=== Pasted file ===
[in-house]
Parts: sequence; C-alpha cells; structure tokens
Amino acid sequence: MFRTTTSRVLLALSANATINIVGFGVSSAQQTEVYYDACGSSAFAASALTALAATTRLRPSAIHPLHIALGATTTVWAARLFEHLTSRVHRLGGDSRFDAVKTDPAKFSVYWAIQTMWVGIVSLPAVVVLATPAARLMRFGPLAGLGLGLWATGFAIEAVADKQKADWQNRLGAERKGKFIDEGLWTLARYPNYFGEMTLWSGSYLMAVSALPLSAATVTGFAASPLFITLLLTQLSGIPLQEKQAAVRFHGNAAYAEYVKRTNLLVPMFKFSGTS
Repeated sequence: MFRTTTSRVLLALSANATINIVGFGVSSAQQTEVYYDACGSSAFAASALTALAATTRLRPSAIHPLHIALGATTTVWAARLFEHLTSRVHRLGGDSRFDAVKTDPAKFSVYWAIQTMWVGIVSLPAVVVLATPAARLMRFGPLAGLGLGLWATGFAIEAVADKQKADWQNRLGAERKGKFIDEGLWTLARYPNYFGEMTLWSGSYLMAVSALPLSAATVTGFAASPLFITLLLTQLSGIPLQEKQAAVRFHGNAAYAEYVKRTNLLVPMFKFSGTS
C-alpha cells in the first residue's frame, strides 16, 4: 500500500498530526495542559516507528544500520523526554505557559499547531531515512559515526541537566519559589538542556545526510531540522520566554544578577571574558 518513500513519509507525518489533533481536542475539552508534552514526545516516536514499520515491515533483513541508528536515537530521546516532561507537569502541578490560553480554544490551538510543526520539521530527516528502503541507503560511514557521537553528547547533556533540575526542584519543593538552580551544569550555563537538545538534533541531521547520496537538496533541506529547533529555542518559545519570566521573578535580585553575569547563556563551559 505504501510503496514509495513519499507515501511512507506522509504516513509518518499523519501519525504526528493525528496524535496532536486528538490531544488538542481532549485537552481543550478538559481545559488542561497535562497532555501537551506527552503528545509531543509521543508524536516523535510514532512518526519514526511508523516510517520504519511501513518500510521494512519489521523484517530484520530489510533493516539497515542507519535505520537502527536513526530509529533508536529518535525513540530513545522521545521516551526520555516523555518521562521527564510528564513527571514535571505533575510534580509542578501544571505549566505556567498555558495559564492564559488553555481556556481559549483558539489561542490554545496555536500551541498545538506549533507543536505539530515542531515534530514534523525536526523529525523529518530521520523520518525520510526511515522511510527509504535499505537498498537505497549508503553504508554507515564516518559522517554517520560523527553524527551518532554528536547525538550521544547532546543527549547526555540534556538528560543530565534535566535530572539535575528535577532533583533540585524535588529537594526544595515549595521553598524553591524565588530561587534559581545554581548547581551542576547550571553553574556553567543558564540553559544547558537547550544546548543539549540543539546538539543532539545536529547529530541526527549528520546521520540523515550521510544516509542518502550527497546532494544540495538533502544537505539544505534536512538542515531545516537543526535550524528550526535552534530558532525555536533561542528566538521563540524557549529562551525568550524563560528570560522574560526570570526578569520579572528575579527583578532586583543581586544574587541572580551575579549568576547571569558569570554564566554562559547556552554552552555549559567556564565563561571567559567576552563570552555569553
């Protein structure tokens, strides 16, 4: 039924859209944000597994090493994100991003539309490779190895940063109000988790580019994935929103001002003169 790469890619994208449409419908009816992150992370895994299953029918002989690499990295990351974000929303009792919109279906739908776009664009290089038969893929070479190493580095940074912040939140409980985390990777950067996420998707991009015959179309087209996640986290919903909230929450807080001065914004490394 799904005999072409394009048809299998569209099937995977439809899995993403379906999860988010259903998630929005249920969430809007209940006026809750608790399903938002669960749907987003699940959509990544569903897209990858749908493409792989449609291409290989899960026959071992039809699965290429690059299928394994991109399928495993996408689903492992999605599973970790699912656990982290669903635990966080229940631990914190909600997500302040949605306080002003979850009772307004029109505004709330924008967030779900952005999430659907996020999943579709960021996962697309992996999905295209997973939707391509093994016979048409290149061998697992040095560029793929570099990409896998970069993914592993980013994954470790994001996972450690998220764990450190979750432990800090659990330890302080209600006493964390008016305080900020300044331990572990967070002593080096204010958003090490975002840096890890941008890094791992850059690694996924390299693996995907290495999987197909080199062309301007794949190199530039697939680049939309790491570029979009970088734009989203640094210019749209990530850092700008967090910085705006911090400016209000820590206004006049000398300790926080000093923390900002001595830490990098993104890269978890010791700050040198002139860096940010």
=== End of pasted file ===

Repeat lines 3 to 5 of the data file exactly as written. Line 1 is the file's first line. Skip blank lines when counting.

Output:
Amino acid sequence: MFRTTTSRVLLALSANATINIVGFGVSSAQQTEVYYDACGSSAFAASALTALAATTRLRPSAIHPLHIALGATTTVWAARLFEHLTSRVHRLGGDSRFDAVKTDPAKFSVYWAIQTMWVGIVSLPAVVVLATPAARLMRFGPLAGLGLGLWATGFAIEAVADKQKADWQNRLGAERKGKFIDEGLWTLARYPNYFGEMTLWSGSYLMAVSALPLSAATVTGFAASPLFITLLLTQLSGIPLQEKQAAVRFHGNAAYAEYVKRTNLLVPMFKFSGTS
Repeated sequence: MFRTTTSRVLLALSANATINIVGFGVSSAQQTEVYYDACGSSAFAASALTALAATTRLRPSAIHPLHIALGATTTVWAARLFEHLTSRVHRLGGDSRFDAVKTDPAKFSVYWAIQTMWVGIVSLPAVVVLATPAARLMRFGPLAGLGLGLWATGFAIEAVADKQKADWQNRLGAERKGKFIDEGLWTLARYPNYFGEMTLWSGSYLMAVSALPLSAATVTGFAASPLFITLLLTQLSGIPLQEKQAAVRFHGNAAYAEYVKRTNLLVPMFKFSGTS
C-alpha cells in the first residue's frame, strides 16, 4: 500500500498530526495542559516507528544500520523526554505557559499547531531515512559515526541537566519559589538542556545526510531540522520566554544578577571574558 518513500513519509507525518489533533481536542475539552508534552514526545516516536514499520515491515533483513541508528536515537530521546516532561507537569502541578490560553480554544490551538510543526520539521530527516528502503541507503560511514557521537553528547547533556533540575526542584519543593538552580551544569550555563537538545538534533541531521547520496537538496533541506529547533529555542518559545519570566521573578535580585553575569547563556563551559 505504501510503496514509495513519499507515501511512507506522509504516513509518518499523519501519525504526528493525528496524535496532536486528538490531544488538542481532549485537552481543550478538559481545559488542561497535562497532555501537551506527552503528545509531543509521543508524536516523535510514532512518526519514526511508523516510517520504519511501513518500510521494512519489521523484517530484520530489510533493516539497515542507519535505520537502527536513526530509529533508536529518535525513540530513545522521545521516551526520555516523555518521562521527564510528564513527571514535571505533575510534580509542578501544571505549566505556567498555558495559564492564559488553555481556556481559549483558539489561542490554545496555536500551541498545538506549533507543536505539530515542531515534530514534523525536526523529525523529518530521520523520518525520510526511515522511510527509504535499505537498498537505497549508503553504508554507515564516518559522517554517520560523527553524527551518532554528536547525538550521544547532546543527549547526555540534556538528560543530565534535566535530572539535575528535577532533583533540585524535588529537594526544595515549595521553598524553591524565588530561587534559581545554581548547581551542576547550571553553574556553567543558564540553559544547558537547550544546548543539549540543539546538539543532539545536529547529530541526527549528520546521520540523515550521510544516509542518502550527497546532494544540495538533502544537505539544505534536512538542515531545516537543526535550524528550526535552534530558532525555536533561542528566538521563540524557549529562551525568550524563560528570560522574560526570570526578569520579572528575579527583578532586583543581586544574587541572580551575579549568576547571569558569570554564566554562559547556552554552552555549559567556564565563561571567559567576552563570552555569553